As the off-season market for trades and free-agent signings gets underway, Major League Baseball is considering some pretty radical changes for next season.
Expanded instant replay for umpires' calls is virtually certain to be in place by opening day, and there's a chance a rule could be adopted to prevent runners from bowling over catchers at the plate.
"There's a pretty good possibility that something eventually will happen," MLB Executive Vice-President Joe Torre said Tuesday on the second day of the annual general managers' meetings. "Whether it's going to be soon enough to have it done this coming year, that remains to be seen. But I don't think it's impossible."
Outside the formal meeting room, outfielder Marlon Byrd and the Philadelphia Phillies agreed to a $16 million, two-year contract, a huge step up from the $800,000 he earned this year from the New York Mets and Pittsburgh Pirates.
And catcher Brayan Pena finalized a two-year deal with the Cincinnati Reds worth $2,275,000. They were the first of the 168 major league free agents to switch teams this off-season.
Talk of limiting contact at the plate was the day's most interesting development, one that could make Lou Brock's shoulder-to-shoulder collision with Bill Freehan during the 1968 World Series and Pete Rose's bruising hit on Ray Fosse in the 1970 All-Star game relics of baseball history, like the dead-ball era.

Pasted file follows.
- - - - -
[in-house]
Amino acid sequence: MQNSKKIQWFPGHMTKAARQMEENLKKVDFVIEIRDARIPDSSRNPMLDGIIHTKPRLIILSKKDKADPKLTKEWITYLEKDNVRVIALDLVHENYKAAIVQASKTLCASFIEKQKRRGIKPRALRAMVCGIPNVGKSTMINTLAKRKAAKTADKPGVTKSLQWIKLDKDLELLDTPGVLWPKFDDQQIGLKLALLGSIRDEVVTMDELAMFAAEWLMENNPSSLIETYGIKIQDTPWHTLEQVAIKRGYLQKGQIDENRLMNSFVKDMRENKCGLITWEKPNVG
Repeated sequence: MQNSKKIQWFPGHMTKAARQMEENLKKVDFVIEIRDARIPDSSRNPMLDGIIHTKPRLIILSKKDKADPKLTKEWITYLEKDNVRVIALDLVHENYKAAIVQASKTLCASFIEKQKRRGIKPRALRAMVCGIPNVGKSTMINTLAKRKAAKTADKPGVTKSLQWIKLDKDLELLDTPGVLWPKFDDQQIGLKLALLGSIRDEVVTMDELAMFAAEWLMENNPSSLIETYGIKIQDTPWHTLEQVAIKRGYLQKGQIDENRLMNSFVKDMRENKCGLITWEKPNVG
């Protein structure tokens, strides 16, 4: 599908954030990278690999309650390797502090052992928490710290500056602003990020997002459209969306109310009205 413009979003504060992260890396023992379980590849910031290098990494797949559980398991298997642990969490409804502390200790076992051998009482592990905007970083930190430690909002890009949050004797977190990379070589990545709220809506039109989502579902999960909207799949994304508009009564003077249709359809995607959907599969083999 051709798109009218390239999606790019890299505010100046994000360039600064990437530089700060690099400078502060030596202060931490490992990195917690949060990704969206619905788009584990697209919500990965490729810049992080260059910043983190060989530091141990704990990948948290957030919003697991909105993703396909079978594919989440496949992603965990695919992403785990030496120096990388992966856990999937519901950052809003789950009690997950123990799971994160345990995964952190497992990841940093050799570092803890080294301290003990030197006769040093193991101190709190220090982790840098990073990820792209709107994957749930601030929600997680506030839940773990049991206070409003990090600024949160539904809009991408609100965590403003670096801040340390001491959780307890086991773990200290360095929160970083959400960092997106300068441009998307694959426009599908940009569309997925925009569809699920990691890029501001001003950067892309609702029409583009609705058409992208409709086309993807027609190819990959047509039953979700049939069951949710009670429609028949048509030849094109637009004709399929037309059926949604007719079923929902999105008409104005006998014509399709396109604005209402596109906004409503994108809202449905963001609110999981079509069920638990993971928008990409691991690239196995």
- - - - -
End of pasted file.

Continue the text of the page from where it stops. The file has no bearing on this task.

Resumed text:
Torre said a written proposal will be developed that will be discussed when GMs gather again during the winter meetings, to be held at Lake Buena Vista from Dec. 9-12.
"There are college rules where you have to slide. I'm not saying that's what you're going to do," Torre said. "The players are bigger, stronger, faster. It's like in other sports. They've made adjustments and rules in other sports for that reason, to protect people."
Torre said collisions when pitchers cover the plate on wild pitches and passed balls also are an issue. He planned to discuss the matter Wednesday with baseball's rules committee. A change for 2014 would need the approval of the players' association.
"Suffice it to say, the players have some thoughts of their own regarding home-plate collisions as well as a number of other topics," union deputy executive director Tony Clark, a former All-Star himself, said in an email to The Associated Press. "We'll be addressing them all when we meet next month."
Torre said agreements with players and umpires on expanded video review should be in place by January.
"We expect to be all on the same page by the time we need to have it," he said.
Virtually all umpires' calls other than balls and strikes, checked swings and some foul tips will be reviewable. The system was tested last week during Arizona Fall League games, with two major league umpires reviewing video and making the final call.
Baseball started using video review in 2008 but limited it to home run calls. Owners likely will give their go-ahead Thursday for funding and then approve the rules when they meet in January.
"I'm sure they'll do as much testing as they think is feasible, but ultimately they'll probably go with what they have," New York Mets general manager Sandy Alderson said. "There probably will be bugs. ... It might be a little rough at the beginning, but I think that things will work out thereafter."